You could make a movie out of the dramatic Class 8 market in 2019. But it would be a terrible movie. And a movie we have watched before.
It Was the Best of Times
The movie begins with great joy in the industry. The freight surge in 2018 creates unprecedented demand for trucks (not counting the emissions pre-buy of 2006). OEMs are cranking out trucks as fast as possible. Suppliers are keeping up after disruptions in 2018. Dealers are finally getting stocks, and they are flying out the door. Fleets are putting the trucks into service, and profits rise. Factory workers, truck drivers, investors, and every industry stakeholder are happy, happy, happy.
But Then Things Change
By the end of the year, freight growth stalls. Fleets have enough trucks to handle the available freight. Production at the OEMs slows. There are layoffs at both the OEMs and suppliers. Trucker wages, especially owner-operators, fall. The weaker performing fleets go bankrupt. Fleets pull back on orders for next year due to the high degree of economic, trade, and political uncertainty. The industry people are all sad, and nervous about the future as the movie comes to a close at the end of December.
And We’ve Seen This Movie Before
The Class 8 truck market is one of the most cyclical industries in the entire economy. And while this downturn is similar to previous ones, it does have some unique features. The 2019 FTR forecast was for a robust first half of the year, a stepdown in Q3, and a further erosion in Q4.
The build in the first half of 2019 was even higher than our lofty numbers. I realized at the FTR June forecast meeting in mid-May, that something was amiss. We had the market softening in Q3, but there were no signs that production was slowing down much at all, a short six weeks prior to July. And Q3 did ease, a mere 3%, but at almost 93,000 units, it is still one of the top quarters in history.
But the inklings about a Q4 drop started in July. Fleet confidence started to fade as freight growth slowed. Spot rates dipped, as well as profits. OEM backlogs were plummeting due to lower orders and elevated cancellations, as fleets pulled orders out that they had placed many months ago. Supply of trucks was finally catching up with demand, which always happens, but this time it was more sudden. There was talk that OEMs were considering drastic Q4 cuts, even as Q3 production remained robust. I wondered aloud during an August meeting, “What are the OEMs going to do? Build like crazy for nine months and then just shut the whole thing down?” It sounded crazy when I said it, but it doesn’t sound crazy right now.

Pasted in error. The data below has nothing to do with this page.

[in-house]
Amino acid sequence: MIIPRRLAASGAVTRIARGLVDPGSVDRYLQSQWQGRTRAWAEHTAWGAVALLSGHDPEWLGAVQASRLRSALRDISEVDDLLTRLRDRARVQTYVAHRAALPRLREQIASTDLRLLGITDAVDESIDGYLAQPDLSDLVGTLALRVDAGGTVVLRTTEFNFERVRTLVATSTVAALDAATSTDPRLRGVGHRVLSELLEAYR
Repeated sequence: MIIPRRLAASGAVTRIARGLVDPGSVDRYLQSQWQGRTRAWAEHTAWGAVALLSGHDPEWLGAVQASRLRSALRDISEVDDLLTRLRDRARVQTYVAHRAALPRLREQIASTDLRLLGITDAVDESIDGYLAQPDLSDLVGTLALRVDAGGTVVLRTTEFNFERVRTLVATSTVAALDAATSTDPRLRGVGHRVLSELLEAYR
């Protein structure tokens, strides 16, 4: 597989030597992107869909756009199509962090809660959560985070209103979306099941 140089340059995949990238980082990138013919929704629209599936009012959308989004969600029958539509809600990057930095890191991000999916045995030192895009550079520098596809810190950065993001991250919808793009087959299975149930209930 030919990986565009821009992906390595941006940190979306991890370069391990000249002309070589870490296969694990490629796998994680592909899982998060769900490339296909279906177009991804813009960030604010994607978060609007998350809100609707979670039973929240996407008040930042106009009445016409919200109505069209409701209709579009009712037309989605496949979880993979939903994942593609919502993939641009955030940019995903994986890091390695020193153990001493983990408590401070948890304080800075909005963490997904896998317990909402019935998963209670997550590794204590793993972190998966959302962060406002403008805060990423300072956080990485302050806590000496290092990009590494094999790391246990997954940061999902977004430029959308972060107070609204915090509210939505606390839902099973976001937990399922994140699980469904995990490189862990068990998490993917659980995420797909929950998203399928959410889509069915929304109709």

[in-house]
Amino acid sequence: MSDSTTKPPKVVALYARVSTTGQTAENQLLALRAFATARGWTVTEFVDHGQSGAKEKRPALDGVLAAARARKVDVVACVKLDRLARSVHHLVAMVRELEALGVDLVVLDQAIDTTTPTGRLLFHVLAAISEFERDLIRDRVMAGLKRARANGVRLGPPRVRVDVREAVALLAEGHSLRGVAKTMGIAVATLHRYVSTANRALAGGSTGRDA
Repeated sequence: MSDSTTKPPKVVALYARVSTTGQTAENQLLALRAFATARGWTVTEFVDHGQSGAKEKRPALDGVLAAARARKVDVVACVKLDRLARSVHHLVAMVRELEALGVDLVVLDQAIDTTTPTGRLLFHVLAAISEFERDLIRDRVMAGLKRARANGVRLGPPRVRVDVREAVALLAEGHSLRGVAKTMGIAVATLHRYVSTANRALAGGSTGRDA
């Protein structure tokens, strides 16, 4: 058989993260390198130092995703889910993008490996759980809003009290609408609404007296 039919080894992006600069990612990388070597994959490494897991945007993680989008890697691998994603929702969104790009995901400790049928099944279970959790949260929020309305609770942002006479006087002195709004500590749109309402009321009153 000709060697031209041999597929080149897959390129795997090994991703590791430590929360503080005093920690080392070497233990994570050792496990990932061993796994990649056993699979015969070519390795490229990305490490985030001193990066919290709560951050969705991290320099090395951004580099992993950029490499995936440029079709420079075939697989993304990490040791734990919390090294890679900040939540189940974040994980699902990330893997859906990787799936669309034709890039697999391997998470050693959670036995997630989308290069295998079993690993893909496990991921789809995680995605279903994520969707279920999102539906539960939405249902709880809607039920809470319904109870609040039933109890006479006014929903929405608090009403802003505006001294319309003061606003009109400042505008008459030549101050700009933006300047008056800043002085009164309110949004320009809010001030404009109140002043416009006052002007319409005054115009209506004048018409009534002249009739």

The Roller Coaster Was Wild This Time
We’ve experienced wild demand swings in the industry before, but nothing like this time. For example, in the last 12 months (December 2018 – November 2019) Class 8 orders have equaled 180,400. In the previous 12- month period (December 2017 – November 2018) orders were 513,500. And of course, the economic shock, the extreme outside factor, the black swan which cause this precipitous crater was, was, …. Oh yeah, there wasn’t one. This is just the cyclical nature of the Class 8 market.
Production is expected to drop around 30% from Q3 to Q4. Once again, the big economic hit is …… none. Although there are enough economic and environmental pressures present to increase uncertainty entering 2020:
–GDP growth falling to 0.9% in Q1.
–Freight growth of only around 0.5% for most of 2020
–Manufacturing growth in decline for four straight months, probably headed for a “manufacturing recession” (six months or more under 50 ISM), similar to 2015-16.
–Uncertainty due to trade wars, tariffs, USMCA, etc.
–Political turmoil in the news daily.
–The upcoming 2020 election which will slow business investment as the day approaches. The expected contrast in business philosophy between the candidates will amplify this effect.
Several months ago, there were many economists raising the possibility of a recession in 2020. There wasn’t much support for these forecasts and that talk died down quickly, with the general consensus being no recession is imminent.
However, I think there is a better recession argument to be made now based on the factors listed above. Also, the Class 8 market is a leading indicator, and the order numbers for October and November do signal possible trouble. I don’t think a recession is coming in 2020, but the conditions are similar to 2016 when economic growth nearly stalled out. It would not take much of a bigger dip or an outside force to push the economy under water for a short period.
Based on October and November orders, it appears Q1 production will start off weak. If manufacturing begins to recover in February, it will stabilize the Class 8 market and orders will improve. Hopefully, the 2020 version of the movie is not a horror film.